Friday, February 3, 2012

Blog Tour: Author Guest Post/Giveaway - Pesi Dinerstein (A Cluttered Life: Searching for God, Serenity, and My Missing Keys)

by Pesi Dinnerstein

Change, it seems, often flows in unexpected directions.

Handwriting analysts say that a change in our personality can create a change in our handwriting; and some believe that a change in our handwriting can lead to a change in our personality as well.

It all seems connected to the larger question of whether change is more likely to occur from the inside out (thought affecting action) or from the outside in (action changing thought). Twelve Step Recovery Programs use both approaches, and they express the “outside in” model through the well-known slogans “Act as if” and “Fake it till you make it.”

The idea of faking it—even in the service of making it—has always rubbed me the wrong way. I wanted my changes to be genuine and internal from beginning to end. But, as it is with so many of my beliefs, things don’t seem to work that way in the real world.

I’ve had no shortage of breakthroughs, epiphanies, and “Aha!” moments—but it’s all led to very little change in the way I actually live my life. So, I’ve finally decided that the time has come to embrace a bit of deception in my pursuit of truth.

Like most of us, I believe what I see—even when I’m not entirely convinced that what I see is real. I silence the cognitive dissonance in my head by placing greater trust in my eyes—at least until the evidence from other sources becomes too compelling to ignore.

So, where am I going with all of this? Well, I’ve just undertaken a major act of subterfuge, and I guess this is my attempt to place it in a philosophical context.

A few former colleagues from New York called the other day to say that they were in Florida for a conference and found themselves with some free time. They wanted to know if they could drop by the following day for a little visit.

I hadn’t seen them in years and was really excited at the prospect of a reunion. But, then, I looked at the condition of my house—which, for quite some time now, had taken a back seat to the writing of my book—and I fell into an immediate panic.

There were piles everywhere—dirty clothes, clean clothes, newspapers, magazines, mail—it was endless. There was no way that I could even make a dent in one day.

But, then, it occurred to me . . . Why not act as if—fake it till I make it—create change from the outside in?
I immediately headed off to the mall to get started.

Two hours later, I returned home with a stack of wicker boxes and baskets in all sizes and shapes, several rattan hampers, and a few extra-large quilts. I began stuffing everything—unfolded, unsorted, disheveled—into the containers, which I placed in every empty corner of the house. Whatever was left over, I put in the bedroom and covered with the quilts. By the end of the day, the mess had vanished, and my little condo looked as if it were inhabited by an orderly—if somewhat eccentric—woman with a fondness for wicker and fabric.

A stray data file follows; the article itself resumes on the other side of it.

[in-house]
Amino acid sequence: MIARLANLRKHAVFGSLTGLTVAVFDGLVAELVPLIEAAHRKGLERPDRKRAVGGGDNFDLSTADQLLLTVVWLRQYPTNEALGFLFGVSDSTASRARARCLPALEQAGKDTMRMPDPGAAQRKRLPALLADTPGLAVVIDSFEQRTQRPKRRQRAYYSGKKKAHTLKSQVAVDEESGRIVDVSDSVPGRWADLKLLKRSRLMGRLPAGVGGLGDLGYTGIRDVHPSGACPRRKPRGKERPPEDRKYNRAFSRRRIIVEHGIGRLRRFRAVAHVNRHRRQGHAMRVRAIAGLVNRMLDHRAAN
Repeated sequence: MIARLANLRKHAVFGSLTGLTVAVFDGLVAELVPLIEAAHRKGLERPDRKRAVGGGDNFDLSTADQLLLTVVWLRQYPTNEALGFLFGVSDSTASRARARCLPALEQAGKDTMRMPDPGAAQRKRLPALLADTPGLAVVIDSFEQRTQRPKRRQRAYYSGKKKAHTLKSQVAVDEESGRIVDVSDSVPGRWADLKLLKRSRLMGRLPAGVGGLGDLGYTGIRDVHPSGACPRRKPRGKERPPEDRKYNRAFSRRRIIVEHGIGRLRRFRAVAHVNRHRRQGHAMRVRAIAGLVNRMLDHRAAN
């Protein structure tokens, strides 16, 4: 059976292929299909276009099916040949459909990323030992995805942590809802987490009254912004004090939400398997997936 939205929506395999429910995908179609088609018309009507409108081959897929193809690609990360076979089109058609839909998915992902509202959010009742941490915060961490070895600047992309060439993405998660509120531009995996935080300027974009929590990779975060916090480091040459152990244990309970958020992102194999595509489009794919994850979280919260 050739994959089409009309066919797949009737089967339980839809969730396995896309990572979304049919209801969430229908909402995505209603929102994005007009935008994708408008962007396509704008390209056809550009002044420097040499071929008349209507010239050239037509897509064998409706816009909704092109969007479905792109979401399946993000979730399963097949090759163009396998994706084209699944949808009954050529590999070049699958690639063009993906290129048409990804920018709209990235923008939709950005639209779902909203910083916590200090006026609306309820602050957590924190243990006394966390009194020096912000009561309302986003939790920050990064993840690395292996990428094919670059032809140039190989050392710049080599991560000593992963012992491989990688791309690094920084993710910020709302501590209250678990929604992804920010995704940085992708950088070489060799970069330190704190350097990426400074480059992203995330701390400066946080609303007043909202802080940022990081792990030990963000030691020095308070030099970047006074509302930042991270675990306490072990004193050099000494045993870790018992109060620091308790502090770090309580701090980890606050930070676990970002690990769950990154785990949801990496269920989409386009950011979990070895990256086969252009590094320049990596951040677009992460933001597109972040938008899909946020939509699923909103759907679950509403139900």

So, thanks to this sleight of hand, my friends showed up the next afternoon, oohed and aahed over my creatively decorated home, and left for New York convinced that my life was basically well organized and under control. Meanwhile, I came away from the experience so inspired by the illusion I had created that I couldn’t wait to begin making it a reality. And, in the end, I had to admit that—for better or for worse—what we see may very well be just what we get.

About the Author:

Pesi Dinnerstein (a.k.a. Paulette Plonchak) has written selections for the best-selling series Small Miracles, by Yitta Halberstam and Judith Leventhal, and has contributed to several textbooks and an anthology of short stories.

Dinnerstein recently retired as a full-time faculty member of the City University of New York, where she taught language skills for close to thirty years. She has been an aspiring author and self-acknowledged clutterer for many years, and has spent the better part of her life trying to get organized and out from under. Despite heroic efforts, she has not yet succeeded; but she continues to push onward, and hopes that her journey will inspire others to keep trying as well.

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Insightful, unsettling, and wildly funny, A Cluttered Life: Searching for God, Serenity, and My Missing Keys (Seal Press) is the story of Pesi Dinnerstein’s quest to create a simple and orderly life—only to discover that simplicity is not so simple and what constitutes clutter is not always perfectly clear. When a chance encounter with an old acquaintance reveals the extent to which disorder has crept into every corner of her existence, Pesi determines to free herself, once and for all, of the excess baggage she carries with her. Along the way—with the help of devoted friends, a twelve-step recovery program, and a bit of Kabbalistic wisdom—her battle with chaos is transformed into an unexpected journey of self-discovery and spiritual awakening.

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